As Dean of Alumni, I am fortunate to have wonderful associates in the College Senate, a Dean and Chancellor who cares about improving the access and quality of alumni education, and a smart Finance Manager with committed budget office staff. They understand that we are teachers first, that our students are not customers, that our programs are not commodities and that everything we do must be student-centered. This combination is powerful and has enabled the following key strategies for high-quality professional graduate training programmes.

  • Find the store. Accreditation and advanced higher education are in dire need in many areas, but where do the biggest demands lie? Before launching new graduate programs, we conduct a feasibility study to ensure that there are qualified students willing to invest in specific programmes. We also conduct informed analyzes of career and career paths in relevant fields that will give them a realistic return on their investment. Our professional programs aim to return this investment to all students within five to 10 years.
  • Adequate financial aid. Institutions should commit to providing as much assistance to graduate programs as they do to undergraduate students. At the University of California, system-wide bodies review and approve fees for professional programs to ensure that these programs remain within the university’s mission of teaching, research, and serving Californians. Like many institutions of higher education, the university refunds a huge amount of our tuition fees – we aim for a third – for students who receive financial aid. This help is necessary to ensure that students have access to higher education without incurring the kind of massive debt that worries everyone.
  • Job placement. We often describe higher education as an important step in an individual’s career advancement, an “investment” that “pays off.” This position is stronger at the master’s level. Students expect – and deserve – degree programs that help them achieve their career goals. As graduate programs grow, so must employment services and professional development offerings as well. This is not an easy task, especially when graduate programs are highly decentralized and the support offered to different programs varies. Universities must create partnerships across academic units, professional resource centers, and donor and alumni bases to connect students with the world outside the university. Students should expect excellent careers to result from their graduate degrees, and we owe them an investment in building this path to success after graduation.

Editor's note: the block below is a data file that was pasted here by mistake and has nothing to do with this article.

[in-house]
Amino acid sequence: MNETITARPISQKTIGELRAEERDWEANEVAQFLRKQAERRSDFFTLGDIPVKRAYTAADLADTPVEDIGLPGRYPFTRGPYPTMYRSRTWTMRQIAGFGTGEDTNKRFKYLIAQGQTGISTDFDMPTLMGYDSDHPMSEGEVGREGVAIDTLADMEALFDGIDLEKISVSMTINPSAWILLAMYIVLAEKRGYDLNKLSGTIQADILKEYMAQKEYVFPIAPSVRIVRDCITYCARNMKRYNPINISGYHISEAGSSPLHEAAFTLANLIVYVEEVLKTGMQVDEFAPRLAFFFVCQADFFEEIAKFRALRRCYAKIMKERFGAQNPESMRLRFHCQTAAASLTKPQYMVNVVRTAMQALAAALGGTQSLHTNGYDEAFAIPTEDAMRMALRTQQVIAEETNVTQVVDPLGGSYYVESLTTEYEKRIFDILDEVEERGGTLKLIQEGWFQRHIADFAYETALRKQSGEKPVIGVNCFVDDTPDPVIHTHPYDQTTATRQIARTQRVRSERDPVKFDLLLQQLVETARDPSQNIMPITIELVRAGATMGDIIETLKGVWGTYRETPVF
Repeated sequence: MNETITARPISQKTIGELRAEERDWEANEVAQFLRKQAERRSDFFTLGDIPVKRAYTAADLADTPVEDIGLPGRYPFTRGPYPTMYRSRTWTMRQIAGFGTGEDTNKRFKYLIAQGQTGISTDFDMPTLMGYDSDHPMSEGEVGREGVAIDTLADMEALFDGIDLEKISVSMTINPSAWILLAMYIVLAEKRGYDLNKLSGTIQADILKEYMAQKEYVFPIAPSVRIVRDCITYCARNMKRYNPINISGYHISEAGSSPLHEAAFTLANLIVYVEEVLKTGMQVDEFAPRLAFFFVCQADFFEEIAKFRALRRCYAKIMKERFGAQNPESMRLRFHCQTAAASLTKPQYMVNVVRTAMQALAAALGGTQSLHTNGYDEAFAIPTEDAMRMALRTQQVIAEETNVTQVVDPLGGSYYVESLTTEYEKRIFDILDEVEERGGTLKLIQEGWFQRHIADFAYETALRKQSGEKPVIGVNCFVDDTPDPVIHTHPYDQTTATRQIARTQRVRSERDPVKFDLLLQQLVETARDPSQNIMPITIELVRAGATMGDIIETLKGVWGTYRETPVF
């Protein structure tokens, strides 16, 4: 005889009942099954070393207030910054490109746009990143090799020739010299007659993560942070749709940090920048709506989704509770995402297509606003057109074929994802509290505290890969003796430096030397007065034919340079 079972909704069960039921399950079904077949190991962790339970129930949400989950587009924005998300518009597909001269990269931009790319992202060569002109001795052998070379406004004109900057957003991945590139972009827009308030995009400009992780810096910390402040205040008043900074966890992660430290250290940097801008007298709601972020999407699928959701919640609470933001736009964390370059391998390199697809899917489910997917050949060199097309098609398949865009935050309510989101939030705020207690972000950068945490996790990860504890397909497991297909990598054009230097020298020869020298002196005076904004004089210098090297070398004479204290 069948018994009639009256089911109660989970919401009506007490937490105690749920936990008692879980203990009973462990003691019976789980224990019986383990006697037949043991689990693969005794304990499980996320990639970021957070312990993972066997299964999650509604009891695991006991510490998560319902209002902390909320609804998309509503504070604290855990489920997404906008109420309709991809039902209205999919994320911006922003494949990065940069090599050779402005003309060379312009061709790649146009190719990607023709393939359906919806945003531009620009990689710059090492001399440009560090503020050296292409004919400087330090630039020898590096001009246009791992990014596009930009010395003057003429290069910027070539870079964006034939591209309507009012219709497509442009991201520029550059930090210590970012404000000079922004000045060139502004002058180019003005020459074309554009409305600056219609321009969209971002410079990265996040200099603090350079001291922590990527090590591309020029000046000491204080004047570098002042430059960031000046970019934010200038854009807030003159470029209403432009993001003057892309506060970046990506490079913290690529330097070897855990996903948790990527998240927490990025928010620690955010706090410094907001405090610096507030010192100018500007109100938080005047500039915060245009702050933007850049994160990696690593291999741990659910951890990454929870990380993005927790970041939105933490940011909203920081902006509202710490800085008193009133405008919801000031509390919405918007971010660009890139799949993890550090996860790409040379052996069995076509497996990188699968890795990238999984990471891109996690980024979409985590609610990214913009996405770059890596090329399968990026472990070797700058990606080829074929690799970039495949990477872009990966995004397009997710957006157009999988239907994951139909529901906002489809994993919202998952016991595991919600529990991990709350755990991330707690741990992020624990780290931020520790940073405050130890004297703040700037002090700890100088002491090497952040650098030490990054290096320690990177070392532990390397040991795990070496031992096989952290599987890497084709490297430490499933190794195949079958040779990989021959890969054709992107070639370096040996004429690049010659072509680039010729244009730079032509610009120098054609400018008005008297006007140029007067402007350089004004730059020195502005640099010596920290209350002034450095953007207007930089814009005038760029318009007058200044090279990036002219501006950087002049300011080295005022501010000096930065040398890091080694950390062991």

• Measurement and calendar. Programs must be regularly evaluated, repeated, and sometimes closed in response to quality learning and professional outcomes. At our university, all our professional programs are evaluated three years after the first class graduate. Each university will have its own timing and rhythm. What matters is that we pay attention to students’ needs and make sure that we measure our success by theirs.
  • Share the truth, all of it. There are increasing calls for transparency in higher education. In response, many places have launched information centers such as one at UCLA that help highlight how our programs are run, what students can expect from us and the results we can reasonably expect for our students. We have recently started an analysis of career outcomes for all of our alumni, and will make it available to them as well.

It is easy to sit back and be horrified by the high prices of master’s programs that do not lead to good jobs. It is very difficult to understand the nuances that separate the vast majority of high-quality programs from the few that do not advance students and their careers. It is still difficult to work to fix the underlying problems that create the conditions for predatory programs.

Collectively – administrators, legislators, business leaders, and donors – we must address structural issues of interest in master’s programs through intentional investment, as well as highlight and support programs that are doing well. An advanced degree does not need to be a burden. Today’s students should be freed to pursue multiple opportunities in their fields and help expand these opportunities for those who follow in their footsteps.